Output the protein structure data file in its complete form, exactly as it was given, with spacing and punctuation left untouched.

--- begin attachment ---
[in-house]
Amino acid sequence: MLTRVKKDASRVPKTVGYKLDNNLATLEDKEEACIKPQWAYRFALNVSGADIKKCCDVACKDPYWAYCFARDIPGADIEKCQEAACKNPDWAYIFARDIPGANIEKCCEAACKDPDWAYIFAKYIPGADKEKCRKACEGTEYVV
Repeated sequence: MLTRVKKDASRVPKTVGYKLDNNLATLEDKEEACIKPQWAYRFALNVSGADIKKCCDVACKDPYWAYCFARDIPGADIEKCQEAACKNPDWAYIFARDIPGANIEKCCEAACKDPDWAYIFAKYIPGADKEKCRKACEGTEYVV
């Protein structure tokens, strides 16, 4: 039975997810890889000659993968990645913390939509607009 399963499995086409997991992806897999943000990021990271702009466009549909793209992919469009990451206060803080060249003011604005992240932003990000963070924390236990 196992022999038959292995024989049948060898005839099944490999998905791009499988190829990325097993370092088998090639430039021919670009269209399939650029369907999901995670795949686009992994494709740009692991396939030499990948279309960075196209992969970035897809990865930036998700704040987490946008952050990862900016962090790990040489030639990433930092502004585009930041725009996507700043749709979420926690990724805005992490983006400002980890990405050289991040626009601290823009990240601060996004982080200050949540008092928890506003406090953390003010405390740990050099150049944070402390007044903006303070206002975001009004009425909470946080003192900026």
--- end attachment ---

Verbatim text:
[in-house]
Amino acid sequence: MLTRVKKDASRVPKTVGYKLDNNLATLEDKEEACIKPQWAYRFALNVSGADIKKCCDVACKDPYWAYCFARDIPGADIEKCQEAACKNPDWAYIFARDIPGANIEKCCEAACKDPDWAYIFAKYIPGADKEKCRKACEGTEYVV
Repeated sequence: MLTRVKKDASRVPKTVGYKLDNNLATLEDKEEACIKPQWAYRFALNVSGADIKKCCDVACKDPYWAYCFARDIPGADIEKCQEAACKNPDWAYIFARDIPGANIEKCCEAACKDPDWAYIFAKYIPGADKEKCRKACEGTEYVV
């Protein structure tokens, strides 16, 4: 039975997810890889000659993968990645913390939509607009 399963499995086409997991992806897999943000990021990271702009466009549909793209992919469009990451206060803080060249003011604005992240932003990000963070924390236990 196992022999038959292995024989049948060898005839099944490999998905791009499988190829990325097993370092088998090639430039021919670009269209399939650029369907999901995670795949686009992994494709740009692991396939030499990948279309960075196209992969970035897809990865930036998700704040987490946008952050990862900016962090790990040489030639990433930092502004585009930041725009996507700043749709979420926690990724805005992490983006400002980890990405050289991040626009601290823009990240601060996004982080200050949540008092928890506003406090953390003010405390740990050099150049944070402390007044903006303070206002975001009004009425909470946080003192900026």